SAN FRANCISCO – Dec. 8, 2011 – A groundbreaking study led by University of Miami (UM) scientist Shimon Wdowinski shows that earthquakes, including the recent 2010 temblors in Haiti and Taiwan, may be triggered by tropical cyclones (hurricanes and typhoons). Wdowinski will discuss his findings during a presentation at the 2011 AGU Fall Meeting in San Francisco.
"Very wet rain events are the trigger," said Wdowinski, associate research professor of marine geology and geophysics at the UM Rosenstiel School of Marine and Atmospheric Science. "The heavy rain induces thousands of landslides and severe erosion, which removes ground material from the Earth's surface, releasing the stress load and encouraging movement along faults."
Wdowinski and a colleague from Florida International University analyzed data from quakes magnitude-6 and above in Taiwan and Haiti and found a strong temporal relationship between the two natural hazards, where large earthquakes occurred within four years after a very wet tropical cyclone season.
During the last 50 years three very wet tropical cyclone events – Typhoons Morakot, Herb and Flossie – were followed within four years by major earthquakes in Taiwan's mountainous regions. The 2009 Morakot typhoon was followed by a M-6.2 in 2009 and M-6.4 in 2010. The 1996 Typhoon Herb was followed by M-6.2 in 1998 and M-7.6 in 1999 and the 1969 Typhoon Flossie was followed by a M-6.2 in 1972.
The 2010 M-7 earthquake in Haiti occurred in the mountainous region one-and-a-half years after two hurricanes and two tropical storms drenched the island nation within 25 days.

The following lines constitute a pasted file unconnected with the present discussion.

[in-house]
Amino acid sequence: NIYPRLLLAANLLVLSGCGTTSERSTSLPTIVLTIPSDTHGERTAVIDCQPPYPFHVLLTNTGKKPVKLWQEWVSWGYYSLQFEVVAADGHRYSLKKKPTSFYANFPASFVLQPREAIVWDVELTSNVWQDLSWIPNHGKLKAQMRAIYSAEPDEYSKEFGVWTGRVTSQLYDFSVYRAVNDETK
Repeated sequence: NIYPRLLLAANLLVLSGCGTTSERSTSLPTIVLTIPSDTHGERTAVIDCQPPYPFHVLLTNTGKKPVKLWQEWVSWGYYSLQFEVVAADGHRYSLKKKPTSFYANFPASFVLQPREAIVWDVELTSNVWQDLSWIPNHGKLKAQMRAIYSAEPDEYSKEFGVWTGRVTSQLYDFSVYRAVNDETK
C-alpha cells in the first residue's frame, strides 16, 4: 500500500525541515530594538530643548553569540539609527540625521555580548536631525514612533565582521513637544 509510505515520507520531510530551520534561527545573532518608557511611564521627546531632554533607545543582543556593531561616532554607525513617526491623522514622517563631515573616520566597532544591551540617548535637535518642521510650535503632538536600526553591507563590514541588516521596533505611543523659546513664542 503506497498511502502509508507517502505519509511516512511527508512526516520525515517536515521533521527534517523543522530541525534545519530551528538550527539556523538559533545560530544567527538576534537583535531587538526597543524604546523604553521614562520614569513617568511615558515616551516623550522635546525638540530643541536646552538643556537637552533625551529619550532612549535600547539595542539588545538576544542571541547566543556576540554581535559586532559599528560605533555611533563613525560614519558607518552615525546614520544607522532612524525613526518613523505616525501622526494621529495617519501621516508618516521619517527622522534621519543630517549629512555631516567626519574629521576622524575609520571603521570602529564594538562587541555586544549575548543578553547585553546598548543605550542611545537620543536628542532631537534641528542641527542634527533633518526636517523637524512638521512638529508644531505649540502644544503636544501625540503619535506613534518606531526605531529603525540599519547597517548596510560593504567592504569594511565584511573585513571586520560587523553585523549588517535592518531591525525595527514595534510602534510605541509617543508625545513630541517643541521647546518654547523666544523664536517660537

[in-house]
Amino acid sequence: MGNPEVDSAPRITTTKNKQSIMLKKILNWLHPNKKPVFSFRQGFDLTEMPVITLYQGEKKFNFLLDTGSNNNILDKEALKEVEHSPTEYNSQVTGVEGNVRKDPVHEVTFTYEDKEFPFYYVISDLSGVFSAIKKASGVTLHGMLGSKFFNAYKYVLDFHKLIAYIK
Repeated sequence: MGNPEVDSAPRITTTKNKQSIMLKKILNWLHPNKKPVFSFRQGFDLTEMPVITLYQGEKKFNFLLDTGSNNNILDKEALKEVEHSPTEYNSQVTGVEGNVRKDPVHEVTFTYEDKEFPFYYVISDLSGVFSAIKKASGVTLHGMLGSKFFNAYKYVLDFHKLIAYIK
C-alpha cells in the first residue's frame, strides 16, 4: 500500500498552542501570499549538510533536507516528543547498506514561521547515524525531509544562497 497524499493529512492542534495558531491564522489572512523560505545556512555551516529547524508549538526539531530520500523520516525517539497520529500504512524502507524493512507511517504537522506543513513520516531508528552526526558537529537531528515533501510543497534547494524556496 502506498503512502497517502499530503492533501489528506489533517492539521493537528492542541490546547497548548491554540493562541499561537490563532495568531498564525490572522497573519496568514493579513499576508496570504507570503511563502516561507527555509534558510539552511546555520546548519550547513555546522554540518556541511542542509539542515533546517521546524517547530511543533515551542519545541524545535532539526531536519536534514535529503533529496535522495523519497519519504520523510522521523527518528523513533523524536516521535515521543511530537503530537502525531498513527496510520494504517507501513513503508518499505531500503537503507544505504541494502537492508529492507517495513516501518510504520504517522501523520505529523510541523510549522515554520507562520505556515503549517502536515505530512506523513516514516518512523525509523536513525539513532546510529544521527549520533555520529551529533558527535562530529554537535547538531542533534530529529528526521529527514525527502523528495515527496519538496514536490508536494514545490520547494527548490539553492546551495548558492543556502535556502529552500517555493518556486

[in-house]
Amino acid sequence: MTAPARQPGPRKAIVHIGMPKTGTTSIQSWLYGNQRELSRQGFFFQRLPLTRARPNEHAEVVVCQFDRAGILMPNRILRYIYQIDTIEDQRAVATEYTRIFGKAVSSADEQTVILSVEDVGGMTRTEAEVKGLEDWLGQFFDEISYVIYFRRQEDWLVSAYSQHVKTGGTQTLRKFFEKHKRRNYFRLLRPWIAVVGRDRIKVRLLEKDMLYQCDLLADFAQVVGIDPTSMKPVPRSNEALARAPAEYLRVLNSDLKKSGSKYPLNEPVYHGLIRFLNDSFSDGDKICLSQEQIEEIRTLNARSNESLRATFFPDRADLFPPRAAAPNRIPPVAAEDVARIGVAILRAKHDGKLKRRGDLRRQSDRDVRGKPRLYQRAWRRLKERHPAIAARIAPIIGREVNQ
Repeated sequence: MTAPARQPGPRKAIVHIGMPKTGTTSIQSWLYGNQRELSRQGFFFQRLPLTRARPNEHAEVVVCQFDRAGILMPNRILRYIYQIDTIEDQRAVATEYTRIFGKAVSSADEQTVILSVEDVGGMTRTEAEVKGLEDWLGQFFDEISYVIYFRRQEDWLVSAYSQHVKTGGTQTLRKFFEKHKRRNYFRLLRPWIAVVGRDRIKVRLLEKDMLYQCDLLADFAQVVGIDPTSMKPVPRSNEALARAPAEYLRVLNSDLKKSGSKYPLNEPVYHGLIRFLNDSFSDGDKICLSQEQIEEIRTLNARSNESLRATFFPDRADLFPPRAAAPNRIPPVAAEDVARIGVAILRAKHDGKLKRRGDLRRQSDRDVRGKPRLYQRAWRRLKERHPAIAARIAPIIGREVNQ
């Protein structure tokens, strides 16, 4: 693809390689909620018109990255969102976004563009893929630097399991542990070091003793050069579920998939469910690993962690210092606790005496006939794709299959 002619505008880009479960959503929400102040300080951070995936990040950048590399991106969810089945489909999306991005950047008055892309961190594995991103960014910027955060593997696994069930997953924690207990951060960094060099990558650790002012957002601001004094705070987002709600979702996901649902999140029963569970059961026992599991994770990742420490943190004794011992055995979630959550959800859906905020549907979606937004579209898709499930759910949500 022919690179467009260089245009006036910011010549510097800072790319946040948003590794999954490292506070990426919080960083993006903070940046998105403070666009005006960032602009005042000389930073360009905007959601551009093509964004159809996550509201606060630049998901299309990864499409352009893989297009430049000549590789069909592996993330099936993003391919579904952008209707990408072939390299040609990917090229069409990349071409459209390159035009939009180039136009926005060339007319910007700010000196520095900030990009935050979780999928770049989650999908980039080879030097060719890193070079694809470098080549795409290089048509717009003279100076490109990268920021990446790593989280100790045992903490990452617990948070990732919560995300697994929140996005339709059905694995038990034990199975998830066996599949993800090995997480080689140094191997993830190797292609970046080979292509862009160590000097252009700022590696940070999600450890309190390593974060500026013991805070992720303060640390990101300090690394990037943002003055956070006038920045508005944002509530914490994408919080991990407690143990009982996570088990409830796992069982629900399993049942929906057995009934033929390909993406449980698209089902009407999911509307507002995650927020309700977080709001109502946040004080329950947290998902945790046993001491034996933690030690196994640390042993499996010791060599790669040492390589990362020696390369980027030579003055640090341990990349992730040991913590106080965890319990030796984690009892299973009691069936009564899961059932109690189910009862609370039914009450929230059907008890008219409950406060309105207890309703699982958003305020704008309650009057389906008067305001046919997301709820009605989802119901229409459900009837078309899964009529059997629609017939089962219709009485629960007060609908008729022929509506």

New study presented at AGU by University of Miami professor Shimon Wdowinski may help scientists identify regions at high risk for earthquakes. Wdowinski shows that earthquakes, including the recent 2010 temblors in Haiti and Taiwan, may be triggered by tropical cyclones and the wet rains that accompany them.
(Photo Credit: Estelle Chaussard/RSMAS)
The researchers suggest that rain-induced landslides and excess rain carries eroded material downstream. As a result the surface load above the fault is lessened.
"The reduced load unclamp the faults, which can promote an earthquake," said Wdowinski.
Fractures in Earth's bedrock from the movement of tectonic plates, known as faults, build up stress as they attempt to slide past each other, periodically releasing the stress in the form of an earthquake.
According to the scientists, this earthquake-triggering mechanism is only viable on inclined faults, where the rupture by these faults has a significant vertical movement.
Wdowinski also shows a trend in the tropical cyclone-earthquake pattern exists in M-5 and above earthquakes. The researchers plan to analyze patterns in other seismically active mountainous regions – such as the Philippines and Japan – that are subjected to tropical cyclones activity.